Soldier’s son needs his own helmet
By Cara Sulieman
A SERVING soldier’s wife has launched an appeal after being told the NHS won’t pay for a special helmet for their baby son.
Tyler Rees – whose dad Stefan is currently in Afghanistan – has two types of flat head syndrome, leaving both the back and the side of his head misshapen.
And his mother Chantelle, 22, now has to raise the £2,000 it costs for a helmet which could protect his soft skull and stop it from becoming more misshapen.
The baby’s case is unusual as Tyler suffers from both brachycephaly and plagiocephaly types of the condition.
“Really happy baby”
Chantelle, who is maternity leave, said: “It’s been very noticeable and I have to do something.
“The only option for him just now is to be fitted with this special helmet but, for some reason, you can’t get that done on the NHS.
“We’re not a high income family and can’t just pull £2,000 out to do this, so we decided to launch an appeal instead.
“Tyler is a really happy baby just now because he doesn’t know, but I don’t want him to grow up with this having harmed him.”
Chantelle’s husband Stefan, 23, is a lance corporal with the 3 Rifles and currently serving in Afghanistan.
She said: “The last time he saw Tyler he was only 15 days old. A lot has happened since then.
“He can smile and make expressions.
“It isn’t easy for Stefan knowing Tyler’s going through this.
“It is difficult without him, it’s hard especially with him being in Afghanistan. You almost feel like a single parent sometimes.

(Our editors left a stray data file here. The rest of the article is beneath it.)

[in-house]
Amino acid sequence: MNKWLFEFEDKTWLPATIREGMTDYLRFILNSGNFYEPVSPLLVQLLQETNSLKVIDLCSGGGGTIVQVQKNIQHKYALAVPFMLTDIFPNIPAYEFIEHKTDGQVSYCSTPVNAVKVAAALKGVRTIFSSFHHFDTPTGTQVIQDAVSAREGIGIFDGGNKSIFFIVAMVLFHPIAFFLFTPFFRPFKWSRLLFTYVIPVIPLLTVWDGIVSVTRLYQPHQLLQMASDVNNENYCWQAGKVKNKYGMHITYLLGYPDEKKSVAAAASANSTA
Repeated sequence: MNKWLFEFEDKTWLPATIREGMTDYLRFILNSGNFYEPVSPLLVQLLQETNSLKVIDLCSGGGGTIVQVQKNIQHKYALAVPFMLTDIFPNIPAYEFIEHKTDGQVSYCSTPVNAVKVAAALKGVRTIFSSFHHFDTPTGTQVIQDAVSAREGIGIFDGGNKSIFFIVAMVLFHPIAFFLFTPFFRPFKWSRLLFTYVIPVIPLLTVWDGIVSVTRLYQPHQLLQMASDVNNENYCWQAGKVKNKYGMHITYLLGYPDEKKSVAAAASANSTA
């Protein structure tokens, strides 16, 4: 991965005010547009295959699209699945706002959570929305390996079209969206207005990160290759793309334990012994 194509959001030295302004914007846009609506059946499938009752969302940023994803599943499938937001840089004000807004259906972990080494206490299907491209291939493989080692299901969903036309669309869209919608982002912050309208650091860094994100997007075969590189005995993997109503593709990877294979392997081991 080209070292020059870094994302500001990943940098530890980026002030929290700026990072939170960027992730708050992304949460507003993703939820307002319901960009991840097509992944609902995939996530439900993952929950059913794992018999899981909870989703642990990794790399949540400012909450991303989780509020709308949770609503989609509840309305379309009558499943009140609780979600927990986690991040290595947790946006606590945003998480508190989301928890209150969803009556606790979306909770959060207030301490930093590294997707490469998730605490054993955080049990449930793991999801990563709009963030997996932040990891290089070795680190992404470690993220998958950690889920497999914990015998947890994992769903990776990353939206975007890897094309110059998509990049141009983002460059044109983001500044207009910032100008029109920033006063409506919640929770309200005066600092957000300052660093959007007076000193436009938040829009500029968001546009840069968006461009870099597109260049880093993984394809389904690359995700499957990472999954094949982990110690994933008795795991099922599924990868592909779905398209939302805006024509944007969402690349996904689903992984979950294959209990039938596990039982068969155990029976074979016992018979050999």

“Thankfully there are other mums around, including one whose daughter had flat head syndrome, and I can get help and advice from them.”
Stefan is due back on Wednesday after being delayed because of the Icelandic volcano.
Chantelle said: “I worry about him and Tyler all the time. I worry that Stefan won’t come back, if the planes are delayed again.
“But hopefully he will be back on Wednesday and he can see how much Tyler has changed since he last saw him.
“Stefan wasn’t here for the birth, he was on tour. He came back for R&R and saw him then, when he was 15 days old and hasn’t seen him since.”
The family wants Tyler to be fitted with a special helmet at a private clinic in Bothwell in Lanarkshire and she hopes to raise the money within eight weeks.
She added: “I only launched it the other day and got £200 straight away from friends and family.
“Now I’ve made a couple of websites and just hope people’s generosity sees us through.”
The NHS does provide help for babies with the condition, but this doesn’t include the purchase and fitting of the special helmets.
They say that there isn’t enough evidence to show any clinical benefit of the helmets and is still regarded as a cosmetic issue by experts.
Mrs Rees said: “I do feel like it’s unfair.
“We both pay our taxes for the NHS and it could make a big difference to his life.
“If we manage to raise above £2,000, the rest will go straight to a charity supporting others in our position.”
Flat head syndrome can lead to the brain being pushed to the front of the head, causing potential mobility problems.
To donate to the cause visit www.justgiving.com/Jane-Louise0.
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